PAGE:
7. Pittosporum eugenoides variegata
Pittosporum eugenoides variegata makes naturally an inverted-cone shape of 10 to 12 feet, or larger in some cool, moist districts with deep soil. The dense, slender foliage is glossy, grey-green, heavily margined with creamy-white.
It is only long-lived in well-drained situations. For a continuous hedge, plant about 5 feet apart, or, when alternated with abelia as suggested earlier, space the pittosporum about 9 feet apart. This gives complete privacy to the height of the abelia.
These are some plants that are useful for medium hedges (5 to 8 feet)
8. Abelia Grandiflora
A clump of gracefully arching canes clad in small, glossy, bronze-green foliage. Pendant clusters of whitish mauve flowers cover the plant all summer, followed by greenish – bronze bracts in winter.
Grows 6 to 7 feet in practically any soil, partly shaded or fully exposed. Improved by cutting out old twiggy canes in winter and shortening others back slightly. Keep compact by pinching tips from new canes at the desired height.
9. Aucuba or gold dust shrub
Large, oval, glossy foliage heavily splashed gold. Grows well in full shade, or almost full sun if the water is not lacking. Stands quite heavy frost. It may take several years to reach 5 feet. Plant 3 feet apart.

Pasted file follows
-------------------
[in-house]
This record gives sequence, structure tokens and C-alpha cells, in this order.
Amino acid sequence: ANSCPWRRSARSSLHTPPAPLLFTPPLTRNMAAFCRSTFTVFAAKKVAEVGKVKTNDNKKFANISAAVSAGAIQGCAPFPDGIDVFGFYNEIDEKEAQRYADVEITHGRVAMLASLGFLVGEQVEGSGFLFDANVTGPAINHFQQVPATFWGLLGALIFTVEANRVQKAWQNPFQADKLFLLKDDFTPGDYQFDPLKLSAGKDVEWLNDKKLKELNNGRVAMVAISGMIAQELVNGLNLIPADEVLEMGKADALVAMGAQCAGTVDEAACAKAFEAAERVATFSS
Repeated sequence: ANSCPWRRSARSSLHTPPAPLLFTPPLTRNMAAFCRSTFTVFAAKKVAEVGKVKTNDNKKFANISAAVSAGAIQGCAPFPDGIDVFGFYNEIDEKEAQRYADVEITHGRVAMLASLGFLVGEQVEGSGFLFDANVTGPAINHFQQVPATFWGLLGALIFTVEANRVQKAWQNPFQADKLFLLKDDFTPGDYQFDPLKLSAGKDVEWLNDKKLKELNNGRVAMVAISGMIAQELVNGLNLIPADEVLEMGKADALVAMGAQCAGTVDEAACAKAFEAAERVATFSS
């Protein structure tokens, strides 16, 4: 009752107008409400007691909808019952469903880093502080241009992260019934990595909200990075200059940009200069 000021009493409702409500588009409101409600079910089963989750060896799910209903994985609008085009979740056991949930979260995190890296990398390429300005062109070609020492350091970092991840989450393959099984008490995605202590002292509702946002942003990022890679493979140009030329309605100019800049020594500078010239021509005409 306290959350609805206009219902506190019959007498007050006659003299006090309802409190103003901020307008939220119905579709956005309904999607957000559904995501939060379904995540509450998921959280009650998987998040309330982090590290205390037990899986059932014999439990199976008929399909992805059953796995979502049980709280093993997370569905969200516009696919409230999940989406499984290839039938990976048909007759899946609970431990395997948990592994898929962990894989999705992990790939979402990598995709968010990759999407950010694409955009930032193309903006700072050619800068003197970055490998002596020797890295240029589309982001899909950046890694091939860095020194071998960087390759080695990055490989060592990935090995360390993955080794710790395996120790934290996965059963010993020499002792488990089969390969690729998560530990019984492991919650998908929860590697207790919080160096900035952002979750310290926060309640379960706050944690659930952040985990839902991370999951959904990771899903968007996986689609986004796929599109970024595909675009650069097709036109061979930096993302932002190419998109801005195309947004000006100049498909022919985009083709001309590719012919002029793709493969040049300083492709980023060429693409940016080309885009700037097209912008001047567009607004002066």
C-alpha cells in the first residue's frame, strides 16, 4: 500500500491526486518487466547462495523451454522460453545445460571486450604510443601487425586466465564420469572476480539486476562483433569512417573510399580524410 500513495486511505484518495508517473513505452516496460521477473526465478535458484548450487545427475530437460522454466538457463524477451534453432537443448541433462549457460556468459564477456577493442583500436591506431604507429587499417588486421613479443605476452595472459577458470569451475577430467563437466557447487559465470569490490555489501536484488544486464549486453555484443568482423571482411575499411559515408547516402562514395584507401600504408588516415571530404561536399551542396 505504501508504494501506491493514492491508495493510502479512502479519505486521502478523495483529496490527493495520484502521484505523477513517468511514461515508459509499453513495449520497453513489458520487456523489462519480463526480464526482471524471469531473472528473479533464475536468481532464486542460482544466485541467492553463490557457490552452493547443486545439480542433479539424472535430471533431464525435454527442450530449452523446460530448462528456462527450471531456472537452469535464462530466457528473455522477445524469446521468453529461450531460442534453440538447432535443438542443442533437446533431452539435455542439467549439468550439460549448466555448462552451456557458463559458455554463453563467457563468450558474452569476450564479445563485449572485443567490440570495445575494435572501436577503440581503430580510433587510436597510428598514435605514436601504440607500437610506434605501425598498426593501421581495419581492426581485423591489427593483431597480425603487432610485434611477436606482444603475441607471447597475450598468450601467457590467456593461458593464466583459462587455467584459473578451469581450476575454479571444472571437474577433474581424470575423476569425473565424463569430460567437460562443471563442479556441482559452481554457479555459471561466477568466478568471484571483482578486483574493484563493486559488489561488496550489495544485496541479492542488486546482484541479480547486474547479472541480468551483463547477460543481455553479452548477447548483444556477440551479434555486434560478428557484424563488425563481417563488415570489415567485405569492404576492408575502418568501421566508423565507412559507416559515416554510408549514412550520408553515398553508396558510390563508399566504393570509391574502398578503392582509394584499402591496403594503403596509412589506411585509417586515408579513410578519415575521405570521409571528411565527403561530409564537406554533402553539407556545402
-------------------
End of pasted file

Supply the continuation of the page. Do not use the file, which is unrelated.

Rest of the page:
10. Brachysema lanceolata, red pea bush
Fairly loose-growing Western Australian shrub 5 to 6 feet. Long foliage is dull, deep green above, grayish beneath; clusters of long, red, pea flowers, winter and spring. Trim after flowering to keep compact. Plant 4 feet apart.
11. Flowering quince (Chaenomeles, also known as Cydonia or Japonica)
Deciduous in winter, but most of that time is covered with waxy blossoms in red, pink, or white. Grows 6 to 8 feet, but can be cut back after flowering. Most twigs terminate in a needle-like thorn. Plant about 5 feet apart.
12. Grevillea rosmarinifolia (Rosemary Grevillea)
Fine, dark green foliage; red and yellow flowers in spring. Soft, spreading growth, 5 to 6 feet.
13. Spirea cantonensis
Decorative, with thin branches weighted down by spring flower. About 6 feet high, nearly as wide. For a close hedge, set about 5 feet apart. Prune as for abelia but after flowering.
These are some plants that are useful for small hedges (3 to 4 feet)
14. Berberís thunbergii purpurea
Rounded plant, 3 to 4 feet. Bronze-purple foliage turns richer in autumn. Thorny, deciduous. It can grow taller in cool climates.
15. Diosma (Coleonema pulchrum)
Soft, green growth covered with tiny pink stars in spring. Cutting back after flowering keeps the plant 3 to 4 feet round. All but coldest climates. Plant 4 feet apart.
16. Euonymus Ovatus Aureus
Rounded, glossy, gold-and-green foliage, 3 to 4 feet dome. Needs occasional tip prune to keep compact. Plant 3 feet apart.
17. Grevillea Alpina
Several varieties. Compact, 3 feet spreading, a light green-foliaged shrub with pink and cream flowers, late winter/early summer. Plant 3 feet apart.
18. Lantana Camara ‘Drap d’Or’
Compact 4 feet dome covered with golden yellow flower, late spring into winter. Keep compact by cutting back in winter. Plant 4 feet apart.
19. Raphiolepis ovata
Compact dome of dark green, rounded foliage; heads of white flower in spring. With age, reaches 5 feet, but 3 feet more usual in exposed positions. Excellent salt tolerance.
20. Spiraea japonica Anthony Waterer (Japanese Spirea)
Deciduous, 3 to 4 feet dome of soft green foliage; rounded heads of bright rose flower, spring and summer. Plant 3 to 4 feet apart.